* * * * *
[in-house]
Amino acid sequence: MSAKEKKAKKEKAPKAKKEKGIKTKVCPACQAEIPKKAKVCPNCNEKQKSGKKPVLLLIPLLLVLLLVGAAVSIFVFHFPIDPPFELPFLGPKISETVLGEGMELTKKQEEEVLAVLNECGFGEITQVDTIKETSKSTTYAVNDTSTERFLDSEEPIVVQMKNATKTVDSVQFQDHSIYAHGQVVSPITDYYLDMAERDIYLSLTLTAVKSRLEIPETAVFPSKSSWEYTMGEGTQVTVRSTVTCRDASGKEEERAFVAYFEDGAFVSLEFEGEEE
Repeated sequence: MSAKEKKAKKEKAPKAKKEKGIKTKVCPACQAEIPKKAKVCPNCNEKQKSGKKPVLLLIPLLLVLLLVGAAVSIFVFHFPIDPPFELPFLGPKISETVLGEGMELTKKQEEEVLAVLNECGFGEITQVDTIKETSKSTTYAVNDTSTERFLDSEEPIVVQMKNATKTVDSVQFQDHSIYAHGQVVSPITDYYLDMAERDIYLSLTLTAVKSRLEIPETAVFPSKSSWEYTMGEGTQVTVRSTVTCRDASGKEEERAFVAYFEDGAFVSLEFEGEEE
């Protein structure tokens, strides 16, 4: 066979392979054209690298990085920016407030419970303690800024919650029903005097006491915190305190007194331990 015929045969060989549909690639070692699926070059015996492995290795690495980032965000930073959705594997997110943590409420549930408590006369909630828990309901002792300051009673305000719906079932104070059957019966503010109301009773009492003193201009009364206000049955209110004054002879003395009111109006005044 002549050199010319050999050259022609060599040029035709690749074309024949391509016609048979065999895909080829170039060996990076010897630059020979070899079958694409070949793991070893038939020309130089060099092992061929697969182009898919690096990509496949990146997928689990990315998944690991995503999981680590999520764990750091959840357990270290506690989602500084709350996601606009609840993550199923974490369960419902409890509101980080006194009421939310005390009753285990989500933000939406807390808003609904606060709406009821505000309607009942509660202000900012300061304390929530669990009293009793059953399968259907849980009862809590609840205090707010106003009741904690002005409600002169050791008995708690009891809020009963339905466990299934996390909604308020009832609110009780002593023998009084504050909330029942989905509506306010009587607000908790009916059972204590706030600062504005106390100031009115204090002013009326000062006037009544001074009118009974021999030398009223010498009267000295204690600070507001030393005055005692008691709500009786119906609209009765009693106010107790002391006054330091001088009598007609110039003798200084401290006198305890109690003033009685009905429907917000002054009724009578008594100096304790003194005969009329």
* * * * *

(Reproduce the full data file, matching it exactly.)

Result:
[in-house]
Amino acid sequence: MSAKEKKAKKEKAPKAKKEKGIKTKVCPACQAEIPKKAKVCPNCNEKQKSGKKPVLLLIPLLLVLLLVGAAVSIFVFHFPIDPPFELPFLGPKISETVLGEGMELTKKQEEEVLAVLNECGFGEITQVDTIKETSKSTTYAVNDTSTERFLDSEEPIVVQMKNATKTVDSVQFQDHSIYAHGQVVSPITDYYLDMAERDIYLSLTLTAVKSRLEIPETAVFPSKSSWEYTMGEGTQVTVRSTVTCRDASGKEEERAFVAYFEDGAFVSLEFEGEEE
Repeated sequence: MSAKEKKAKKEKAPKAKKEKGIKTKVCPACQAEIPKKAKVCPNCNEKQKSGKKPVLLLIPLLLVLLLVGAAVSIFVFHFPIDPPFELPFLGPKISETVLGEGMELTKKQEEEVLAVLNECGFGEITQVDTIKETSKSTTYAVNDTSTERFLDSEEPIVVQMKNATKTVDSVQFQDHSIYAHGQVVSPITDYYLDMAERDIYLSLTLTAVKSRLEIPETAVFPSKSSWEYTMGEGTQVTVRSTVTCRDASGKEEERAFVAYFEDGAFVSLEFEGEEE
């Protein structure tokens, strides 16, 4: 066979392979054209690298990085920016407030419970303690800024919650029903005097006491915190305190007194331990 015929045969060989549909690639070692699926070059015996492995290795690495980032965000930073959705594997997110943590409420549930408590006369909630828990309901002792300051009673305000719906079932104070059957019966503010109301009773009492003193201009009364206000049955209110004054002879003395009111109006005044 002549050199010319050999050259022609060599040029035709690749074309024949391509016609048979065999895909080829170039060996990076010897630059020979070899079958694409070949793991070893038939020309130089060099092992061929697969182009898919690096990509496949990146997928689990990315998944690991995503999981680590999520764990750091959840357990270290506690989602500084709350996601606009609840993550199923974490369960419902409890509101980080006194009421939310005390009753285990989500933000939406807390808003609904606060709406009821505000309607009942509660202000900012300061304390929530669990009293009793059953399968259907849980009862809590609840205090707010106003009741904690002005409600002169050791008995708690009891809020009963339905466990299934996390909604308020009832609110009780002593023998009084504050909330029942989905509506306010009587607000908790009916059972204590706030600062504005106390100031009115204090002013009326000062006037009544001074009118009974021999030398009223010498009267000295204690600070507001030393005055005692008691709500009786119906609209009765009693106010107790002391006054330091001088009598007609110039003798200084401290006198305890109690003033009685009905429907917000002054009724009578008594100096304790003194005969009329």